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    Appreciating Our Caregivers
    Christine Miserandino posted:
    I just finished watching "Lupus Care," the most recent WebMD Community TV video about lupus from the caregiver's viewpoint. I watched as my mom cried. I listened as a wife shared what it is like from a spouse's perspective, and as a mother expressed fears about her daughter's future with lupus. It felt like a "lupus patient intervention." I felt like I got to see the other side of lupus. I saw what it was like to love and care for someone with lupus.

    I know that sometimes we don't always want to face it, but if you have lupus, you're not the only person affected by it. Lupus can also affect everyone in your family and circle of friends. I also realize that I may sometimes take the ripple effect of lupus on others for granted.

    My mother and father have helped me many times in my life, and though I always say "thank you" for the things they do for me, I never fully realized the worrying, stress, and fear my lupus diagnosis causes them. Being a part of this video truly showed me the other side of things.

    I don't think there are ways to stop our loved ones from worrying -- it is a natural reaction for someone who loves and cares for you. But are there ways for that we can help lessen the worry for others? Yes!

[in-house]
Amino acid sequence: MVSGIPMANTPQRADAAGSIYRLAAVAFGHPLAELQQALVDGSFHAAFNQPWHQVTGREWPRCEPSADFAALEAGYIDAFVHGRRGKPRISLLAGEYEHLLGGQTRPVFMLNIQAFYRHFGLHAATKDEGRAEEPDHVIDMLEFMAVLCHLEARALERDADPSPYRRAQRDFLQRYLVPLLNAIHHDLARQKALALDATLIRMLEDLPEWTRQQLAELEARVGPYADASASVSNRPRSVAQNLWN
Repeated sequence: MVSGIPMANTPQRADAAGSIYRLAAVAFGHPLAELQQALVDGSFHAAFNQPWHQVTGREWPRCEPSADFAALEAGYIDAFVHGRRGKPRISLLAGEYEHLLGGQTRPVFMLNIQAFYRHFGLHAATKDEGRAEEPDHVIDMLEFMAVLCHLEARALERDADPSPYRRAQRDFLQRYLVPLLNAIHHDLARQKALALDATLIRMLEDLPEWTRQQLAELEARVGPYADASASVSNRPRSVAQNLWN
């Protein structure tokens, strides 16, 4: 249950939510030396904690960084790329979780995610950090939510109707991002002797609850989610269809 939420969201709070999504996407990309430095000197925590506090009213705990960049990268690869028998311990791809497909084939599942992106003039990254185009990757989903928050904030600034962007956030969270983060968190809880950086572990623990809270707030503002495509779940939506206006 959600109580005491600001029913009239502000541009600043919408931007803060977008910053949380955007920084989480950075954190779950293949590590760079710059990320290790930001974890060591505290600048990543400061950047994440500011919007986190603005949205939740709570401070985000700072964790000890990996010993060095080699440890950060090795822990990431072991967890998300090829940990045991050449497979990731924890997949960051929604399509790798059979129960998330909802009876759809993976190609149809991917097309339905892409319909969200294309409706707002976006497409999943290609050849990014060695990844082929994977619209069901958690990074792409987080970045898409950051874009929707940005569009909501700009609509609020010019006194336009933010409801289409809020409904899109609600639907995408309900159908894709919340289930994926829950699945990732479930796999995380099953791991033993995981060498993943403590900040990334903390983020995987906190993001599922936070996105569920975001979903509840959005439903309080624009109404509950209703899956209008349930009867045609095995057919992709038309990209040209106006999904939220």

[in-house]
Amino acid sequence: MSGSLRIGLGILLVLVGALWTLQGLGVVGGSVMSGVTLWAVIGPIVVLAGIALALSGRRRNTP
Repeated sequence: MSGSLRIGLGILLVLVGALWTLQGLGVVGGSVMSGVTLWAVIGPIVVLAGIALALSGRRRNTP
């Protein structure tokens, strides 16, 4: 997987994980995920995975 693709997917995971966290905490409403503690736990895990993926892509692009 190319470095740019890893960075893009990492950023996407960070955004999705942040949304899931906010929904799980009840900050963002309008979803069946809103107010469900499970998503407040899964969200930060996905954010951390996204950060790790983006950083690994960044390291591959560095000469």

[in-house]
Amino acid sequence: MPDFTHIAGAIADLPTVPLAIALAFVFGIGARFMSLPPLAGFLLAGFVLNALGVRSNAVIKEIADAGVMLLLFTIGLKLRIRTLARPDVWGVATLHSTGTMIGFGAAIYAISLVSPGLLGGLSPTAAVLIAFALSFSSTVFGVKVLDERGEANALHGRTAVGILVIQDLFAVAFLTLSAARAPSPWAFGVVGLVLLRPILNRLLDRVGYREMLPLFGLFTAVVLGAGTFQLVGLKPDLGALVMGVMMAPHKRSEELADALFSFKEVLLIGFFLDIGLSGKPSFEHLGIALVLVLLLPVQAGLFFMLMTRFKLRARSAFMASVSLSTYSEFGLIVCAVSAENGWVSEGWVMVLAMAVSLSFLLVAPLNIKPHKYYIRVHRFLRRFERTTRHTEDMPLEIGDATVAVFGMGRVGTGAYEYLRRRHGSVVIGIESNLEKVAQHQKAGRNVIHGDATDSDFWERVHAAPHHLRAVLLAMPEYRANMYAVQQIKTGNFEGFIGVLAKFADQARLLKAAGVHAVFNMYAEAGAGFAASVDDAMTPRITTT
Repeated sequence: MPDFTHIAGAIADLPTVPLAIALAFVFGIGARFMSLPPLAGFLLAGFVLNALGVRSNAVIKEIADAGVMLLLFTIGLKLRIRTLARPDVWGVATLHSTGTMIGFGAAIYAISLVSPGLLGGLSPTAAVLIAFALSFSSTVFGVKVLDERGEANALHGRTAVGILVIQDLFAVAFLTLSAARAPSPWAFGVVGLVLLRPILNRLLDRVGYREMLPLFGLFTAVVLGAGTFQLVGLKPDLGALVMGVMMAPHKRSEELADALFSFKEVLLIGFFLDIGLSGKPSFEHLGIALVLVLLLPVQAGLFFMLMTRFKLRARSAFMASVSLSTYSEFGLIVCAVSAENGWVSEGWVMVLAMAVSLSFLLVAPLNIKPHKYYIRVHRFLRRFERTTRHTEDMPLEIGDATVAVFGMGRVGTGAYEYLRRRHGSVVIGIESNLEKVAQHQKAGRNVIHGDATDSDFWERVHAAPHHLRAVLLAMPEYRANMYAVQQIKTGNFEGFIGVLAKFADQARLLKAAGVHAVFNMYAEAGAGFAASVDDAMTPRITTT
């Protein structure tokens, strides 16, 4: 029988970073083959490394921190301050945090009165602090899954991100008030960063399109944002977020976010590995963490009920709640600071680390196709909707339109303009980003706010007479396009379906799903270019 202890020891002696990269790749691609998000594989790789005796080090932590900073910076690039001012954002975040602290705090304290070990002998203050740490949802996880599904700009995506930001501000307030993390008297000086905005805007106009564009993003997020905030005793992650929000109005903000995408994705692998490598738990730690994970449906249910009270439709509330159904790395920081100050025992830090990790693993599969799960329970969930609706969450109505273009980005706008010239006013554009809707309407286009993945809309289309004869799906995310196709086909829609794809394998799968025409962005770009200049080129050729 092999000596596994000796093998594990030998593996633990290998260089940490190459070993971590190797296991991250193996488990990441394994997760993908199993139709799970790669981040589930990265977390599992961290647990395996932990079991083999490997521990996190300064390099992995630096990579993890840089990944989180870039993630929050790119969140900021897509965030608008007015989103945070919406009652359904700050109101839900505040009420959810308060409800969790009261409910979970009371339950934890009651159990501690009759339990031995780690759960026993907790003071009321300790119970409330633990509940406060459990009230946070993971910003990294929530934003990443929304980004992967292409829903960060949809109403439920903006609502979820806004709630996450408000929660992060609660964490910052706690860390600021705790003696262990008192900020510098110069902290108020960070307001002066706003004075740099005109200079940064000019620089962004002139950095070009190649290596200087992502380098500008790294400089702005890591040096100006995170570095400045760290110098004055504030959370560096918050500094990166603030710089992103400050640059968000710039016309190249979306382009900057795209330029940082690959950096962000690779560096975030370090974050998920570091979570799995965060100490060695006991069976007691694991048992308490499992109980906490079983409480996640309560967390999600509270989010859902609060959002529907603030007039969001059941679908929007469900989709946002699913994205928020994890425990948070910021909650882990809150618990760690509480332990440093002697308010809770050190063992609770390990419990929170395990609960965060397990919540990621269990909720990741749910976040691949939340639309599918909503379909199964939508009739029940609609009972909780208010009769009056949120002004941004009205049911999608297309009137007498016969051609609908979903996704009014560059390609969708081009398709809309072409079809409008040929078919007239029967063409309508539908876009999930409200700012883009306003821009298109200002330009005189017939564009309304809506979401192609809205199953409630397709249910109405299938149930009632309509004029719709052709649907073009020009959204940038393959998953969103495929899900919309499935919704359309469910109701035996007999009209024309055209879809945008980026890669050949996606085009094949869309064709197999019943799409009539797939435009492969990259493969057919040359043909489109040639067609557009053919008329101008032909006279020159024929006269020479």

? Be honest. I know that for most of us who have lupus, our instinct is to answer everyone who asks, "How are you feeling?" with the answer, "Fine". But being honest with our caregivers gives them a much better picture of how we truly are feeling. This helps them to not be so shocked if a bad lupus flare happens. It also lets them see and understand distinct differences between good and bad days.

    ? Keep people in your life "in the loop." Many times, people who have lupus have the instinct to shut the world out by not answering phone calls, emails, or even the front door. Most of the caregivers I spoke with want to help. They want to know what is going on with you. When you withdraw during times of difficulty, it can cause all kinds of "worst case scenario" fears for them. I always thought I was protecting them from hearing my negative lupus news, but what they are imagining and worrying about is by far worse than anything that is actually going on with me.

    ? Be grateful. So many people in the world do not have caregivers. We all need to remember that these people love us. Try to be patient with your mother, friend, spouse, or partner when they ask you for the hundredth time if you have taken your medicine. Try to be understanding when they ask you a billion questions so they can gain a better understanding of your lupus. Have patience. Say, "thank you." And be grateful.

    Boy, did I learn a lot from that experience taping that video! It has certainly changed how I appreciate and interact with the caregivers in my life!

    Did you see the "Lupus Care" video ? Did anything hit home for you?
    Christine Miserandino responded: